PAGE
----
Archive for September, 2007

Gerald Duff Shares Responses to His Upcoming Book of Short Stories

Wednesday, September 26th, 2007 by Lyndsey

Gerald Duff, author of the well-received novel Coasters (NewSouth Books, 2001) and Fire Ants, a new collection of short stories from NewSouth, shares these responses to “The Way a Blind Man Tracks Light,” a short story from Fire Ants which appeared in the most recent issue of The Kenyon Review:

I love the way publication of a work brings your readers closer. In just a couple of weeks since the new issue of The Kenyon Review came out, I’ve had numerous emails from friends and strangers alike.

Among those: Steve Stern, author of the novel The Angel of Forgetfulness and several collections of short stories, wrote to say that he loved my story — he called it “haunting and colossal” — and commented that it was the title which drew him in.

A reader from Towson, MD, said the story, though “dark and scary,” was also especially riveting. “Thanks, particularly,” she wrote, “for the section in which the narrator says ‘time is a snarl of string. Pull on that string and there’s no telling what will rise up coming toward you.'” Lauren Small, a short story writer from Baltimore, shares that the title likewise seized her imagination and the “power of the writing itself” struck her forcefully.

Thanks to all of these people for their generous comments and for taking the time to write.

Fire Ants is forthcoming from NewSouth Books in November 2007. Read the full text of “The Way a Blind Man Tracks Light” at the Access My Library website.

Coasters is avaliable from NewSouth Books,, or your favorite online and retail booksellers.

Author and Artist Alan Gerson to Debut New Art Series

Wednesday, September 26th, 2007 by Lyndsey

Alan Gerson, author of Habeas Circus: Illegal Humor, will showcase his new art series Wild Child at Steve Martin Studio in Miami from October 13 to the 31. Wild Child explores “the underlying wildness, danger, and uncontrollability of man’s basic nature, as well as its connection to the wildness and indifference of nature.”

Gerson’s Habeas Circus is a hilarious book combining art and humor to illuminate the comical side of the legal profession. He is also the author of the poetry volume Things We Cannot Know.

For additional information about the event, contact the Steve Martin Studio at 305-484-1491 or visit them online at

Habeas Circus: Illegal Humor is available from NewSouth Books,, or your favorite online or local bookseller.

Old Wars (and Harold Bosley) Remembered

Friday, September 21st, 2007 by Brian Seidman

Les Dunbar, contributor to Where We Stand (NewSouth Books 2004) and the forthcoming sequel, American Crisis, Southern Solutions: Where We Stand II (February 2008), sends this message occasioned by a recent trip:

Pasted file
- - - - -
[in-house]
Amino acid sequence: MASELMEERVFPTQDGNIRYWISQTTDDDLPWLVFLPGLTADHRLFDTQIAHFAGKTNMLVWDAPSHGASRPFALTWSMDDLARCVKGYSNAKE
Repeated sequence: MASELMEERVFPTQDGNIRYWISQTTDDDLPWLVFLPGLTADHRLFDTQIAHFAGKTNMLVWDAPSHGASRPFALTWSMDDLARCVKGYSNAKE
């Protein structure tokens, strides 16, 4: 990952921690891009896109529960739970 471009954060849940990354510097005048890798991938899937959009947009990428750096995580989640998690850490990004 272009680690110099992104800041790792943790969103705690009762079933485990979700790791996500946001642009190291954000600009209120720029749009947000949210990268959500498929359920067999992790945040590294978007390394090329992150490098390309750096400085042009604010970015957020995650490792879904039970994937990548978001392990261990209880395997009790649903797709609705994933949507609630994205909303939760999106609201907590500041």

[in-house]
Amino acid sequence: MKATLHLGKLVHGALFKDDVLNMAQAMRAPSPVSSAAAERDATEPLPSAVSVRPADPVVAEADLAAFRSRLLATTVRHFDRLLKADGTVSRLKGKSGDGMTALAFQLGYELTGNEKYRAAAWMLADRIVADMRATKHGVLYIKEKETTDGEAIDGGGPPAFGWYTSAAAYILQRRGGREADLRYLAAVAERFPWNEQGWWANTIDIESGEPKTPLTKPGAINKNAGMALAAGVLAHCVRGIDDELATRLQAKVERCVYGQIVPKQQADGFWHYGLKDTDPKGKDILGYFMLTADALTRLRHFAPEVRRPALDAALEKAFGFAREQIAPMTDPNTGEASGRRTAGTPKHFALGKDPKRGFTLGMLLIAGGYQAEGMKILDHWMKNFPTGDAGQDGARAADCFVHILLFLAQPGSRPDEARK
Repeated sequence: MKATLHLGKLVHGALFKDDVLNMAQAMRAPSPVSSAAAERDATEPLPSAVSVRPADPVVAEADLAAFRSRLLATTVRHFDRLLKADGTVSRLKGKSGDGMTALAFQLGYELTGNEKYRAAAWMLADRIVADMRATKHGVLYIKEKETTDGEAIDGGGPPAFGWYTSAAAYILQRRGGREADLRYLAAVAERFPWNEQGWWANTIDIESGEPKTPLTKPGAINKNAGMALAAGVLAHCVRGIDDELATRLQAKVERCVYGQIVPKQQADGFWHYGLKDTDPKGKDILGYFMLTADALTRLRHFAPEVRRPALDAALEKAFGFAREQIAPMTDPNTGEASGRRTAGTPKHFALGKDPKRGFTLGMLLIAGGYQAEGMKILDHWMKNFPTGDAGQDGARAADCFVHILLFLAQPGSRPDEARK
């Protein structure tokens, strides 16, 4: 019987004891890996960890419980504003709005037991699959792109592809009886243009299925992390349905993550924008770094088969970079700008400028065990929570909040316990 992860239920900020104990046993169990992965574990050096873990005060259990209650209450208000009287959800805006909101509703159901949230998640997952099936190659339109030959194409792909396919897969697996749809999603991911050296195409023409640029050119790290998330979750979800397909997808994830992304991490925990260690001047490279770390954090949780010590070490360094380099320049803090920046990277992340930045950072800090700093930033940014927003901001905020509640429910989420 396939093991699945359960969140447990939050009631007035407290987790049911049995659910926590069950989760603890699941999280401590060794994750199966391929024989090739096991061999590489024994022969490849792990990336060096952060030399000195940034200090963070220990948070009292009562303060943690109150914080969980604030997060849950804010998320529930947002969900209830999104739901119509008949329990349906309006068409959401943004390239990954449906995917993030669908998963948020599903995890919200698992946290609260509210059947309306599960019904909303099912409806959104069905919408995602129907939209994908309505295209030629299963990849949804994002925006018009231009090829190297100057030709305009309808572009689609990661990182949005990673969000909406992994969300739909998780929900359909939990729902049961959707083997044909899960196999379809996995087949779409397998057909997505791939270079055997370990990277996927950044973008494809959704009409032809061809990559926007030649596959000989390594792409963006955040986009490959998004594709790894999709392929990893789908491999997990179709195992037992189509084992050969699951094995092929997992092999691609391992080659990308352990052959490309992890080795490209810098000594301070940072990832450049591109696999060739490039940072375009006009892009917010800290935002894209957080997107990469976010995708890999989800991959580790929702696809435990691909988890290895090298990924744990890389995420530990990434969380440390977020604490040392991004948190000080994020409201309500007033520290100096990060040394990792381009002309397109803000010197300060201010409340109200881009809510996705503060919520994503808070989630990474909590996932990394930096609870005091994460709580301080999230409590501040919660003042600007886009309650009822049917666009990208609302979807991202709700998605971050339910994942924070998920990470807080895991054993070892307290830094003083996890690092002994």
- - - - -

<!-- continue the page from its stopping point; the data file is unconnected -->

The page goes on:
Peggy and I went last week on an Elderhostel to Baltimore for a wonderful three days of Mozart and other music, played beautifully by pianists at the Peabody Institute. I lived my late teens in Baltimore, my parents perforce uprooted from West Virginia’s Greenbrier Valley. So I have a store of memories of the city, and Peggy has hers. Among mine is the handsome square where the Peabody is located, including its statue to Maryland’s son, one time Chief Justice Roger Taney, who like a number of southern political figures — Senator Fulbright, for one example — had commendable records on issues other than race, on which they were abominable.

A prominent feature of the square is the large Mt. Vernon Methodist Church. I remember going to it several times in 1940, maybe in 1939, too. I did so in order to hear the preacher, Harold Bosley. He was a strong voice for non-involvement in the looming war in Europe. I liked his message. (I believe he later became Dean of Divinity at Duke University.) We have, mostly, forgotten how strong was the oppostion to American involvement at the time. Who now recalls that the Draft passed by only one vote in the House? The intercollegiate debate topic in 1940 was phrased something lilke this: Resolved, that the U.S. should extend economic assistance to England and its allies. I never heard an affirmative team that did not make its case, that economic aid would not lead to military involvement, or a negative team that did not insist it would. A year later that was all changed (and so was my opinion).

I am reminded, too, of the first war against Iraq, now generally regarded as a “good, at least necessary” war, and approval ratings for its leaders are high. But opposition to it at the time was fierce. Who now remembers that Senator Sam Nunn was a leader of it? In Durham, N.C. one night, we had an almost unbelievable thousands — some reports were 5,000 — out for a candle-lit demonstration in opposition.